“I am afraid that is my fault, Miss Catherine,” Mr. Bingley said.
“Mr. Bingley is a telepath and can effortlessly read my thoughts,” said Jane.
“No more than you can discern my feelings!” Catherine smiled to see Jane praised so ardently, even if her sister blushed.
A hearty male laugh broke through their conversation, and Catherine looked across the room to see Mr. Tilney laughing beside Elizabeth. Mr. Darcy scowled at the scene, and both Jane and Bingley jumped beside her.
“I fear my friend has had enough company this evening,” Bingley murmured before excusing himself.
Jane looked after him in worry. Before much longer the Netherfield family left.
“I dare say that went differently than you thought, Kate,” Elizabeth said to Catherine.
“You could say that.” She disliked Elizabeth’s enjoying so much of Mr. Tilney’s company.
“We had better return to Mama,” Jane directed her younger sisters to the drawing room before whispering to Catherine. “She was too angry at Mr. Darcy the entire evening to notice Mr. Tilney.”
“And Mr. Tilney?”
“Despite what Mr. Bingley said I cannot seem to discern the feelings of any of the gentlemen, or any of the Netherfield group at all, except when Mr. Darcy seemed upset by Mr. Tilney’s laughing. I suppose it is not necessary since we know they are to safeguard us.”
“I wish we knew more about what we are supposed to eventually do.”
“Do not borrow trouble, Kate. We shall likely know before too long. Already so much has changed.”
“The next time you want to wish me away just to whisper in the hall you might say it,” Elizabeth stuck her head out the door.
Jane and Catherine shared a smile before following Elizabeth to the drawing room.
Before too many days passed, Mrs. Tilney returned the civility and asked the Longbourn family to dine at Netherfield.
“I cannot think of a better way to pass the evening,” Catherine said in the carriage.
Elizabeth huffed. “I am sure you and Jane cannot for not only are you nicer people, but you have the attention of charming gentlemen. The only people who notice me are sour. Miss Bingley and Mr. Darcy both stared critically at me the entire night they dined with us.”
“Perhaps they saw something worthy of admiration,” Jane said.
“If your powers worked at all on them, you would know how incorrect that is.”
“You are always so ready for a fight,” Catherine observed.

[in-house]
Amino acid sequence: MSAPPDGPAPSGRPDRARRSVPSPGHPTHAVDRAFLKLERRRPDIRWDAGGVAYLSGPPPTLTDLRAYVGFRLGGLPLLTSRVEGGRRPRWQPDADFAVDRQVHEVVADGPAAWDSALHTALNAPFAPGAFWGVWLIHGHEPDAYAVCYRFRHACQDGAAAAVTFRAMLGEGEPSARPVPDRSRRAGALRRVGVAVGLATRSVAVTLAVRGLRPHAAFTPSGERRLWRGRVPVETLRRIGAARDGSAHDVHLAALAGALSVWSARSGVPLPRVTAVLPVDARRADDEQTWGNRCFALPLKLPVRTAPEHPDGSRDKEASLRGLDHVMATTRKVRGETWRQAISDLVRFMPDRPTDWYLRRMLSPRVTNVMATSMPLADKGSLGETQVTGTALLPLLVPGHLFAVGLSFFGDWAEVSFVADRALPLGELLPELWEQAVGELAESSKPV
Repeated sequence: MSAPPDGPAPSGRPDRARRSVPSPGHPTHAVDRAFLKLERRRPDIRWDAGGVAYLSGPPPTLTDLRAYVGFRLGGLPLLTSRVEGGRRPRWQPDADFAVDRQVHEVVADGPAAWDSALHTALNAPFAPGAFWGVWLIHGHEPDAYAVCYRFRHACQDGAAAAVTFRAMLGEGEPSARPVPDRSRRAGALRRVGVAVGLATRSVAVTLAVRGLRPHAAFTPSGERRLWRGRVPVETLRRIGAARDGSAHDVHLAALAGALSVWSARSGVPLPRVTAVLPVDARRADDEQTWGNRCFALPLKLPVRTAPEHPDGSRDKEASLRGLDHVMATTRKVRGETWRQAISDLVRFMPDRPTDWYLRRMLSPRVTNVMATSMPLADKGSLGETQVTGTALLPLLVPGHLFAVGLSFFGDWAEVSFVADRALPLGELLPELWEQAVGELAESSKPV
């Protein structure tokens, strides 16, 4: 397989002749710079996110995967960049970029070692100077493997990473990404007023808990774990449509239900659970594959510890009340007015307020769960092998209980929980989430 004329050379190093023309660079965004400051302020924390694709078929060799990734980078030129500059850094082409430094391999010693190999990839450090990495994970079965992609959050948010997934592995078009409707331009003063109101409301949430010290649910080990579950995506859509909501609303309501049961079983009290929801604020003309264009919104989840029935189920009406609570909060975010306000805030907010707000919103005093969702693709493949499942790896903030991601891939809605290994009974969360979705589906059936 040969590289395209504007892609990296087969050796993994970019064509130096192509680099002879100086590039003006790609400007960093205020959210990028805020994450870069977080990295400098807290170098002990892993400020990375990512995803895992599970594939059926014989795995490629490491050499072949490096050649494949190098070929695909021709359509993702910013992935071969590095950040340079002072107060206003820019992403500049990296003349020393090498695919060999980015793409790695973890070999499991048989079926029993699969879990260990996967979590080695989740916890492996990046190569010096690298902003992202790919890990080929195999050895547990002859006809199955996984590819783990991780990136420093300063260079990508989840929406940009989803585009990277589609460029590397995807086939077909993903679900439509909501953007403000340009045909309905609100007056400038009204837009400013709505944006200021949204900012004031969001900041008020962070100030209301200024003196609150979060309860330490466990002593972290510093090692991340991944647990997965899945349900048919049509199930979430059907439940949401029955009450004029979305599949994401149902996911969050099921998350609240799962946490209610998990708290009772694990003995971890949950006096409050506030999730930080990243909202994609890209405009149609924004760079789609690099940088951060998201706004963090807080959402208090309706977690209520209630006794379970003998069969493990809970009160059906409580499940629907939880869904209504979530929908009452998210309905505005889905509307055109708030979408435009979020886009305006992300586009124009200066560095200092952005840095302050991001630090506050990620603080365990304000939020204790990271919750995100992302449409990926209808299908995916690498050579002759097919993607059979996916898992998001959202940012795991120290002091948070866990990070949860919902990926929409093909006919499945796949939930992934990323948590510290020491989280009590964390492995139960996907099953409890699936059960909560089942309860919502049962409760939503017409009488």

“I suppose it is the fire in me!” Elizabeth said with a smirk.
“I trust you girls are not so silly as to be distracted by a couple of bucks and forget the seriousness of your powers,” Mr. Bennet cautioned from the other side of the carriage.
A pout formed on Catherine’s lips. “Our days are filled with instruction and worry about what it means that our powers have returned, that General Tilney has returned. Can we not enjoy ourselves when in their company?”
Mr. Bennet opened his mouth to speak, but Mrs. Bennet placed a hand on his arm, forestalling him. “Practicing your powers on those you know to be friendly can serve you when you must practice on your enemy,” she said.
Jane cried in horror, “Practice on them!”
“You do not think they have used their powers on you?” Mr. Bennet asked.
They pulled up to the house, halting the conversation but each of the girls wondered at the sense of civility and propriety in the magical world.
Mrs. Tilney had ordered a lavish meal with several courses. As usual, the three sisters assigned different meanings to the affair. Jane saw only that their new neighbor was anxious to please. Elizabeth saw it as a pompous and vulgar display, flaunting General Tilney’s greater wealth. Catherine cared only that she was seated far from Mr. Tilney. Little was said, at first, until Mr. Bennet cleared his throat and gave each of his daughters a pointed look, a clear reminder of his earlier words.
Mr. Darcy, sitting next to Elizabeth, commented on the meal. Unsurprised that he would enjoy the grandiose atmosphere, she gritted her teeth before replying and felt her palms itch. It occurred to her, she never wondered if he had magical powers, convinced as she was that he was aware of her own. He must be a fire wizard like her father for he always excited her powers. She stared at a candle at the table and the flame grew. Wondering if she could also snuff it out, she attempted to do so and was pleased to see the light diminish. Mr. Darcy chuckled beside her.
“I dearly love a laugh. I hope you will share your amusement,” she said.
“How far that little candle throws its beams! So shines a good deed in a naughty world.”
Elizabeth pursed her lips at the Shakespearian quote. “You would assign me the role of Portia?”
“Do you not fight against the darkness?”
Elizabeth wondered if he had ever fought against dark forces. Instead of indulging her curiosity, she chose to joke. “But you believe I do so through trickery, as Portia disguised herself as a man to argue in court to save her husband’s friend?”